Modern computational quantum chemistry has developed largely from applications of the Hartree–Fock method to atoms and molecules [1–3]. A simple representation of a manyelectron atom is given by a Slater determinant constructed from occupied spinorbitals: , where spinorbitals are products of the form . A Slater determinant automatically satisfies the Pauli exclusion principle, requiring that spinorbitals be, at most, singly occupied. The Hamiltonian for an electron atom, in hartree atomic units, is given by: . The corresponding approximation to the total energy is then given by , where , and are, respectively, the core, coulomb and exchange integrals. This Demonstration carries out a simplified Hartree–Fock computation on the ground states of the atoms He to Ne, to 10. Assume a single Slater determinant, thus possibly shortchanging openshell configurations. The computation involves only , and orbitals, approximated by modified Slatertype orbitals: , , . These are normalized and mutually orthogonal, which simplifies the computation. The orbital parameters are chosen so as to minimize the total energy, in accordance with the variational principle. You can vary these using the sliders. Actually, since the possible values of vary over inconveniently large ranges, the sliders vary internal parameters that determine them. The values of are shown in the graphic. The blue bar shows the exact energy of the atomic ground state (actually, the exact nonrelativistic value) in hartrees. The red bar shows the calculated energy, given the displayed values of . You should try to adjust the three parameters to get the lowest possible energy. You can never reach the exact energy, however, since a single Hartree–Fock determinant fails to account for correlation energy, which involves instantaneous electronelectron interactions.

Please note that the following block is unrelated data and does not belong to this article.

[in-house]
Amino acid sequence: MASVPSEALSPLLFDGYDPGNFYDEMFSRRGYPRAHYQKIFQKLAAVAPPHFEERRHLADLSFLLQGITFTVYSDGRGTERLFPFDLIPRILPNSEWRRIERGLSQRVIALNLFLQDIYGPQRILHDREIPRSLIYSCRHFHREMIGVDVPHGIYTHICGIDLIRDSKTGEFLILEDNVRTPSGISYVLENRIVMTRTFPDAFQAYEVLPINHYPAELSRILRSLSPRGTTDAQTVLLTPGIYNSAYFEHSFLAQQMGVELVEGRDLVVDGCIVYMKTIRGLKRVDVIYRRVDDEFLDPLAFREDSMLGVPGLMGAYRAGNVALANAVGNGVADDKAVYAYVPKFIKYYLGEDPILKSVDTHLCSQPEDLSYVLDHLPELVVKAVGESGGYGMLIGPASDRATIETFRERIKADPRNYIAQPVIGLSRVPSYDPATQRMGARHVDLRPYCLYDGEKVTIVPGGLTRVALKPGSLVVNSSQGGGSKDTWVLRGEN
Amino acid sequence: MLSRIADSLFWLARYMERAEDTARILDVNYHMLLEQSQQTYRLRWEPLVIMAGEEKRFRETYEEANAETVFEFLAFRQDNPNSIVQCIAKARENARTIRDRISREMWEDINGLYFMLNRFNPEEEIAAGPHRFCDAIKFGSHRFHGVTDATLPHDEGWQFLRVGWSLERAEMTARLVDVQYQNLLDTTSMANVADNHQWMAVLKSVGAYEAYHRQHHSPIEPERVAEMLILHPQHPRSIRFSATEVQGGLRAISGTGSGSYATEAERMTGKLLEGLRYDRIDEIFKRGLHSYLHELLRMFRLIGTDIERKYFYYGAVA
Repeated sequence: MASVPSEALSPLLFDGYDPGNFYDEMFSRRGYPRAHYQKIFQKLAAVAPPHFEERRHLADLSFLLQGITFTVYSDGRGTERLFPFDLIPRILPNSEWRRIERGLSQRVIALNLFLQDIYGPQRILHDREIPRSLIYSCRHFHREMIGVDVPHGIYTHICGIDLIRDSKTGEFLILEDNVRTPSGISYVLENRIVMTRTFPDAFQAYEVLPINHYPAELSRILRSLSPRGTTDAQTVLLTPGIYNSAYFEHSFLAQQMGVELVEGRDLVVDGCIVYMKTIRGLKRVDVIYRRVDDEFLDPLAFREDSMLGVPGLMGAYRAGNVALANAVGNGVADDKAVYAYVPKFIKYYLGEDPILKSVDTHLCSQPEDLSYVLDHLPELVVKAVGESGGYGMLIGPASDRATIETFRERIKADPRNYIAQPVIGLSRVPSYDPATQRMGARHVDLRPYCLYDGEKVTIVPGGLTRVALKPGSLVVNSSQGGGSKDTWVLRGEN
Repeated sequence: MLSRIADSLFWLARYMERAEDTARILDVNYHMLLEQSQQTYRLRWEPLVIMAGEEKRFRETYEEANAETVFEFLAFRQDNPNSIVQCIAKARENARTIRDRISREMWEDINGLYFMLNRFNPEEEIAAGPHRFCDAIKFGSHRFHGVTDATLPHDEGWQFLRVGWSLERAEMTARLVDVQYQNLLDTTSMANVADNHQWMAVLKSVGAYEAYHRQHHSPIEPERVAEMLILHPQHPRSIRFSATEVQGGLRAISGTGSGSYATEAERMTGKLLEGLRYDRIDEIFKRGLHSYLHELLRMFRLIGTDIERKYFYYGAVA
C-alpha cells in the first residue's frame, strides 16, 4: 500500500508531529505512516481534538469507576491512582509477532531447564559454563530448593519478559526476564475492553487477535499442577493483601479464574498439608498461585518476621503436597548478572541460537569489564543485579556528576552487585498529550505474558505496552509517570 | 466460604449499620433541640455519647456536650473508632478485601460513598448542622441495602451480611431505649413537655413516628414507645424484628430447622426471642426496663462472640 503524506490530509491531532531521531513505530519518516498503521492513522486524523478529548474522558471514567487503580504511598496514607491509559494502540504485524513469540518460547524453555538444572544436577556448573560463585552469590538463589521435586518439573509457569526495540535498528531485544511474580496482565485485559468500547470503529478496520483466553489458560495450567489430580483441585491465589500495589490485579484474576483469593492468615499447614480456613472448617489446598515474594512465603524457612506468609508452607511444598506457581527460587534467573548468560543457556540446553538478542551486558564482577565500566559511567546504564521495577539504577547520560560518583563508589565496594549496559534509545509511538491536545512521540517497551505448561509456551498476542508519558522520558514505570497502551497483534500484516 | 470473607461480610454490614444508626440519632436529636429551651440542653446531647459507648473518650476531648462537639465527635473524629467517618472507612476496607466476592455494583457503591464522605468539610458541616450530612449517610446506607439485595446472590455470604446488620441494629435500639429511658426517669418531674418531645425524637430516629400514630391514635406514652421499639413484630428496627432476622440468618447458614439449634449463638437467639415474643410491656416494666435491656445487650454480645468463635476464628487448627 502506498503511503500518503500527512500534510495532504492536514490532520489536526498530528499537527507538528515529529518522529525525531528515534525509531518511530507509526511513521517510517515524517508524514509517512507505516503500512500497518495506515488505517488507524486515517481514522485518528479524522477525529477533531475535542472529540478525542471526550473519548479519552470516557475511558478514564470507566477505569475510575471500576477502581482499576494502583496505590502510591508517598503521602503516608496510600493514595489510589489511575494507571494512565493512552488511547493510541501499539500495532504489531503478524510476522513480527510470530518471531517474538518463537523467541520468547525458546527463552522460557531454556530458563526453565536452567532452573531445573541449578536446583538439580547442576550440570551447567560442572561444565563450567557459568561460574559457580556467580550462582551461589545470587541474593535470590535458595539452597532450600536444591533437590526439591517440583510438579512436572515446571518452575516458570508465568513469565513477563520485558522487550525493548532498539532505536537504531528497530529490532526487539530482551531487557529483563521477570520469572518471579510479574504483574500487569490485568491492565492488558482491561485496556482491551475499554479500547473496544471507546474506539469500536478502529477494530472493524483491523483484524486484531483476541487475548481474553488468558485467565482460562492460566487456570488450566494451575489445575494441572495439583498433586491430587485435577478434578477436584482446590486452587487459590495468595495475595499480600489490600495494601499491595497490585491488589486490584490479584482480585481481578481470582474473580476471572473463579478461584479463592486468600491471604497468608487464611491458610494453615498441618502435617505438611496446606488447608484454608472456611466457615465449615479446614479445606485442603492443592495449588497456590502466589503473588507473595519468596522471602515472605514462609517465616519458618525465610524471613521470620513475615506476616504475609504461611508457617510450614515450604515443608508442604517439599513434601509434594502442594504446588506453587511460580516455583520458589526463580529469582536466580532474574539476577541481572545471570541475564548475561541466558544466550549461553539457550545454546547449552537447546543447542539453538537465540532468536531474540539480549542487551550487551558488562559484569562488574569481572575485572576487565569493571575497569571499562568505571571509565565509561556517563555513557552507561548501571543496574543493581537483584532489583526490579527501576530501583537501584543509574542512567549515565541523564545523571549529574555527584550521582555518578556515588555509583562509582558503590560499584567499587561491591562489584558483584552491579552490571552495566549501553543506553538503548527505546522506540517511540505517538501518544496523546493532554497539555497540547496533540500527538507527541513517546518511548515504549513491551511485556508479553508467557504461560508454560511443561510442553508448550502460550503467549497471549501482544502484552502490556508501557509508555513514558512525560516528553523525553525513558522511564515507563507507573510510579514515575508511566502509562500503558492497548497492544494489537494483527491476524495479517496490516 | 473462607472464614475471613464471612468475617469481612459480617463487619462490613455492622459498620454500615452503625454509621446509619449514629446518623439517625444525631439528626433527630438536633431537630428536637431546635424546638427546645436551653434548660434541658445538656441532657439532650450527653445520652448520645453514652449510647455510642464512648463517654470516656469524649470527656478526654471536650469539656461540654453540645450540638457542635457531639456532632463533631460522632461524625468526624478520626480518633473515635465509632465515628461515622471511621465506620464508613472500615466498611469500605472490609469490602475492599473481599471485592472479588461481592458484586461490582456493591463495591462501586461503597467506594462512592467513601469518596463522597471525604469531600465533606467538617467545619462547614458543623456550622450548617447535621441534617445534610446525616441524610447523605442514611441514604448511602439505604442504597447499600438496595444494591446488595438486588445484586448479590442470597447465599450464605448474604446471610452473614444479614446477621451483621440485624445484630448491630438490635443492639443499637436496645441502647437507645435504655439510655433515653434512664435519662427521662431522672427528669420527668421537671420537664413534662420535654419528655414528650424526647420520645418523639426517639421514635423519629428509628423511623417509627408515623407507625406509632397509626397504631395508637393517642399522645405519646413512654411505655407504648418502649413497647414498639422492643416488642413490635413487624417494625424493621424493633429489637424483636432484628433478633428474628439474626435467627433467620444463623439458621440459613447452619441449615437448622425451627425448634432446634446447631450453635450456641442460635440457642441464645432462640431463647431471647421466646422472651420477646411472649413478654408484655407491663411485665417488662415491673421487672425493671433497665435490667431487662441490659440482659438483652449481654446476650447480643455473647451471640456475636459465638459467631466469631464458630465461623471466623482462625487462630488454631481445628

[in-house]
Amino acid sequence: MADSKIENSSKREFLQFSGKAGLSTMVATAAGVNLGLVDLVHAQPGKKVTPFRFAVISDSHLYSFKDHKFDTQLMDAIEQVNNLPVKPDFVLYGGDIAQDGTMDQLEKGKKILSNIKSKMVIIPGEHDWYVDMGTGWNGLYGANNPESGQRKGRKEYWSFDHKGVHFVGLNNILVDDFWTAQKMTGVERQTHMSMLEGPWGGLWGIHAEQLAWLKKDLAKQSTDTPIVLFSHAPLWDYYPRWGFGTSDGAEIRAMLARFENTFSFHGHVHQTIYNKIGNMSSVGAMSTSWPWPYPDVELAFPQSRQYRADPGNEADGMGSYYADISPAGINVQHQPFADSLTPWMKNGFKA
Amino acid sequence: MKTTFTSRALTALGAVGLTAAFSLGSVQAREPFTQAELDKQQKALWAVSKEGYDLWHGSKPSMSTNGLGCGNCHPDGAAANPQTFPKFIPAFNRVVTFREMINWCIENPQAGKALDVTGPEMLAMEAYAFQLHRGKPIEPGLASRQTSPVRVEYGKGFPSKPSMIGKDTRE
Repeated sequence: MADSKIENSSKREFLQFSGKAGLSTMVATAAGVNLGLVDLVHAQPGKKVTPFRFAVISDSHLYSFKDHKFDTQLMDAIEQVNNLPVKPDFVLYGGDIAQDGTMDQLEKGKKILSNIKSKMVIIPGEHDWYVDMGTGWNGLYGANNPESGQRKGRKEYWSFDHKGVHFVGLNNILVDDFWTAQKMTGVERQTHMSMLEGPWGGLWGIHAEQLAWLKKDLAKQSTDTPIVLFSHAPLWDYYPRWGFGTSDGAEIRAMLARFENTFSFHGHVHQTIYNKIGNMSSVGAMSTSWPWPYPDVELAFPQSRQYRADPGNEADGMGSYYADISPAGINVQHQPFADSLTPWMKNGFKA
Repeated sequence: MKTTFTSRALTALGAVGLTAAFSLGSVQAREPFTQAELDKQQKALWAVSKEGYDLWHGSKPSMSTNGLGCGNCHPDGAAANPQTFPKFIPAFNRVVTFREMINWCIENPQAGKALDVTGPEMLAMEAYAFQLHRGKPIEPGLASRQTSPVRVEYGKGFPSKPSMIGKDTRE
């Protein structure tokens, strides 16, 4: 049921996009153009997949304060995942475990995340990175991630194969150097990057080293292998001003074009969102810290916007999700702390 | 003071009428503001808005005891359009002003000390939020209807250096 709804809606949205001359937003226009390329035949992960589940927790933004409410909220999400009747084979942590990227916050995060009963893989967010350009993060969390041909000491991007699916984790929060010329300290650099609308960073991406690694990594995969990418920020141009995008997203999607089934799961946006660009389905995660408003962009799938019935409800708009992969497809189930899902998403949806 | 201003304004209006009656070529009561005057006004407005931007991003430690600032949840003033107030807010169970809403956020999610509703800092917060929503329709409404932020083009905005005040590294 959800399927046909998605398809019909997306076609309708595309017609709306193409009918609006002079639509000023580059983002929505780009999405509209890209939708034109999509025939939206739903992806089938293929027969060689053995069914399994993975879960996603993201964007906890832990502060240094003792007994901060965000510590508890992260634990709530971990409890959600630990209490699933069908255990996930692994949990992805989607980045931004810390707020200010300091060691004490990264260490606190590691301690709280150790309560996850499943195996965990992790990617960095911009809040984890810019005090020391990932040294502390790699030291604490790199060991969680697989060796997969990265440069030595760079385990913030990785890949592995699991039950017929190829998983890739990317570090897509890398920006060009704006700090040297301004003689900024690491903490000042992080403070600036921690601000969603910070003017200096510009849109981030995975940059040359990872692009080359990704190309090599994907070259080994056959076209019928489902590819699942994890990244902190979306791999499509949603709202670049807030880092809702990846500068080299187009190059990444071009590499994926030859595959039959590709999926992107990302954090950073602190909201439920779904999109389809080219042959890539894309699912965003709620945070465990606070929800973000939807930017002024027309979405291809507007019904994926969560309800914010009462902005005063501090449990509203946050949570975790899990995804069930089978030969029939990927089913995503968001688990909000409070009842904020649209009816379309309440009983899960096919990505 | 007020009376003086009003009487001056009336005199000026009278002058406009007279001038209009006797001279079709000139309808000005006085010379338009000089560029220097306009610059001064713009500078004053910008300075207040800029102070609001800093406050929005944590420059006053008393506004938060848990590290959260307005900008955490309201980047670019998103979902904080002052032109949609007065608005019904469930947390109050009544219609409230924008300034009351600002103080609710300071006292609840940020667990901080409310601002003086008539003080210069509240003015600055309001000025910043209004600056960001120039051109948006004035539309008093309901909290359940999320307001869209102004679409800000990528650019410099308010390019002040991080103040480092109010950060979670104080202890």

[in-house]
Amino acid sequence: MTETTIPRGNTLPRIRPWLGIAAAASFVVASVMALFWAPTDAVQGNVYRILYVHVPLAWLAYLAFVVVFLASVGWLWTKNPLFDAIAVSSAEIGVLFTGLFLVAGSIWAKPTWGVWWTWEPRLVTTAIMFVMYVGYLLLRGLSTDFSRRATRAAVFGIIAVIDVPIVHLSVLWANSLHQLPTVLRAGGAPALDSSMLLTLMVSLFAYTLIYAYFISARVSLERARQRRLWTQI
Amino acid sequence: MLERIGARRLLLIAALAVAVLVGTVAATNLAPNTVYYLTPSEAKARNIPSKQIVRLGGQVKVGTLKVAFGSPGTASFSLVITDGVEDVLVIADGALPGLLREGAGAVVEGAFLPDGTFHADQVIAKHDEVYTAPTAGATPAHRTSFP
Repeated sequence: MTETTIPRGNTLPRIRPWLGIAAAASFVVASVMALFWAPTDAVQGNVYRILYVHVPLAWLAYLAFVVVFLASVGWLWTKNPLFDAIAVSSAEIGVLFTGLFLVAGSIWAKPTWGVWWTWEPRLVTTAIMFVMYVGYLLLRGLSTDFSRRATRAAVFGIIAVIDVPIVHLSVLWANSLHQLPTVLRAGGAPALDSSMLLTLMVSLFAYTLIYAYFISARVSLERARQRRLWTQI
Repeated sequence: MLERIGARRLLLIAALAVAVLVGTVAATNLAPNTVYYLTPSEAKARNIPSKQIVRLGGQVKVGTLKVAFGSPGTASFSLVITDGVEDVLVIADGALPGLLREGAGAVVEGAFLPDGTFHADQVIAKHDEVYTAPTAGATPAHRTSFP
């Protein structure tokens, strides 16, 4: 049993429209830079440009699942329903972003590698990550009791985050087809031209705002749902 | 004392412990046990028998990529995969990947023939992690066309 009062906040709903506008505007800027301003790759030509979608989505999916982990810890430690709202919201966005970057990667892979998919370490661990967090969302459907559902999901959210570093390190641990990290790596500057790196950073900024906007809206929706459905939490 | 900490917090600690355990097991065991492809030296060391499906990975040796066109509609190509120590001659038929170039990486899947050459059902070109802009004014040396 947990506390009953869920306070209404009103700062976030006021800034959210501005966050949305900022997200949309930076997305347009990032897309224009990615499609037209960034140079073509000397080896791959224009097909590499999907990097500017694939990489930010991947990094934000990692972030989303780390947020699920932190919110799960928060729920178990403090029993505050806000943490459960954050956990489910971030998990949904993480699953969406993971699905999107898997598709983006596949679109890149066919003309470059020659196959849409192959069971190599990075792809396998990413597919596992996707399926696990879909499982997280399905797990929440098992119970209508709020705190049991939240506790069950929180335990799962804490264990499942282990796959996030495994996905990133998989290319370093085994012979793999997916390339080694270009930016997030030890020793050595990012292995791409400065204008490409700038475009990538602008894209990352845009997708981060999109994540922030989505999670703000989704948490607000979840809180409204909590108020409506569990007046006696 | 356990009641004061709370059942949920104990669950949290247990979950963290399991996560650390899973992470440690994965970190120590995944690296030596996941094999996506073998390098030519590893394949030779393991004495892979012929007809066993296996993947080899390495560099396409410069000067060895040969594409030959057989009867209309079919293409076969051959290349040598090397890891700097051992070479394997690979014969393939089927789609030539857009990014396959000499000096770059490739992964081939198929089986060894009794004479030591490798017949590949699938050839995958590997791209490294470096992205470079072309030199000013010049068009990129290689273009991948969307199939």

Following are the optimized values of the energies and orbital parameters, found using the builtin Mathematica function FindMinimum: Z = 2, {2.84766, {α 1.6875}} Z = 3, {7.42617, {α 2.69716, β 0.721027}} Z = 4, {14.5413, {α 3.71867, β 1.10264}} Z = 5, {24.4442, {α 4.72562, β 1.50386, γ 1.2137}} Z = 6, {37.4687, {α 5.72987, β 1.90153, γ 1.53991}} Z = 7, {53.9194, {α 6.73255, β 2.29803, γ 1.86317}} Z = 8, {74.1007, {α 7.73422, β 2.69406, γ 2.18487}} Z = 9, {98.3167, {α 8.73521, β 3.08988, γ 2.50566}} Z = 10, {126.872, {α 9.73572, β 3.48558, γ 2.82585}} These can be slightly improved by hand. [1] S. M. Blinder, Introduction to Quantum Mechanics, Amsterdam: Elsevier, 2004 section 9.7. [2] A. Szabo and N. S. Ostlund, Modern Quantum Chemistry: Introduction to Advanced Electronic Structure Theory, Mineola, NY: Dover, 1996. [3] S. M. Blinder, "Introduction to the Hartree–Fock Method," in Mathematical Physics in Theoretical Chemistry (S. M. Blinder and J. E. House, eds.), Elsevier, 2018, in press.